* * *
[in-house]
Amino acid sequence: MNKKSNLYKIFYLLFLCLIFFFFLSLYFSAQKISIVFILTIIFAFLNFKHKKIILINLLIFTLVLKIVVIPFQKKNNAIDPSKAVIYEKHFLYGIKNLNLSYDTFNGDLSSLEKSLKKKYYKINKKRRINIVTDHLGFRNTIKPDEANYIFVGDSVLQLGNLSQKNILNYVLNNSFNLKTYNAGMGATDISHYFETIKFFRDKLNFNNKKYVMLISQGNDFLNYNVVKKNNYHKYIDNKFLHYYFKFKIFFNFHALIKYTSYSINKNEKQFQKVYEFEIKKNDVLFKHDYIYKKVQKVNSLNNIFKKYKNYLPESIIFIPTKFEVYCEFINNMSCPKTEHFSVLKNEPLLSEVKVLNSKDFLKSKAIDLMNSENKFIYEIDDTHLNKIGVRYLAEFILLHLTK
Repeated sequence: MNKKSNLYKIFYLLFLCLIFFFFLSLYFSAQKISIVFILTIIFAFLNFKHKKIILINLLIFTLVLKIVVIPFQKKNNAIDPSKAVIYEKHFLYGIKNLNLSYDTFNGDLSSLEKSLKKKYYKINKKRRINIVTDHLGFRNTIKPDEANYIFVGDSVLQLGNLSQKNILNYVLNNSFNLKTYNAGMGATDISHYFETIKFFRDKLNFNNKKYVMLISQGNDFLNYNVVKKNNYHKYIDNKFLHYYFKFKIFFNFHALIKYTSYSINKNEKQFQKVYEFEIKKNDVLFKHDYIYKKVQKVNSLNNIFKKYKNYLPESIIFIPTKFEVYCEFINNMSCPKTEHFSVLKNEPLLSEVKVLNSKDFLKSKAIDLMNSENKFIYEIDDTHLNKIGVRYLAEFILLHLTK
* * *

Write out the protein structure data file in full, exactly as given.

[in-house]
Amino acid sequence: MNKKSNLYKIFYLLFLCLIFFFFLSLYFSAQKISIVFILTIIFAFLNFKHKKIILINLLIFTLVLKIVVIPFQKKNNAIDPSKAVIYEKHFLYGIKNLNLSYDTFNGDLSSLEKSLKKKYYKINKKRRINIVTDHLGFRNTIKPDEANYIFVGDSVLQLGNLSQKNILNYVLNNSFNLKTYNAGMGATDISHYFETIKFFRDKLNFNNKKYVMLISQGNDFLNYNVVKKNNYHKYIDNKFLHYYFKFKIFFNFHALIKYTSYSINKNEKQFQKVYEFEIKKNDVLFKHDYIYKKVQKVNSLNNIFKKYKNYLPESIIFIPTKFEVYCEFINNMSCPKTEHFSVLKNEPLLSEVKVLNSKDFLKSKAIDLMNSENKFIYEIDDTHLNKIGVRYLAEFILLHLTK
Repeated sequence: MNKKSNLYKIFYLLFLCLIFFFFLSLYFSAQKISIVFILTIIFAFLNFKHKKIILINLLIFTLVLKIVVIPFQKKNNAIDPSKAVIYEKHFLYGIKNLNLSYDTFNGDLSSLEKSLKKKYYKINKKRRINIVTDHLGFRNTIKPDEANYIFVGDSVLQLGNLSQKNILNYVLNNSFNLKTYNAGMGATDISHYFETIKFFRDKLNFNNKKYVMLISQGNDFLNYNVVKKNNYHKYIDNKFLHYYFKFKIFFNFHALIKYTSYSINKNEKQFQKVYEFEIKKNDVLFKHDYIYKKVQKVNSLNNIFKKYKNYLPESIIFIPTKFEVYCEFINNMSCPKTEHFSVLKNEPLLSEVKVLNSKDFLKSKAIDLMNSENKFIYEIDDTHLNKIGVRYLAEFILLHLTK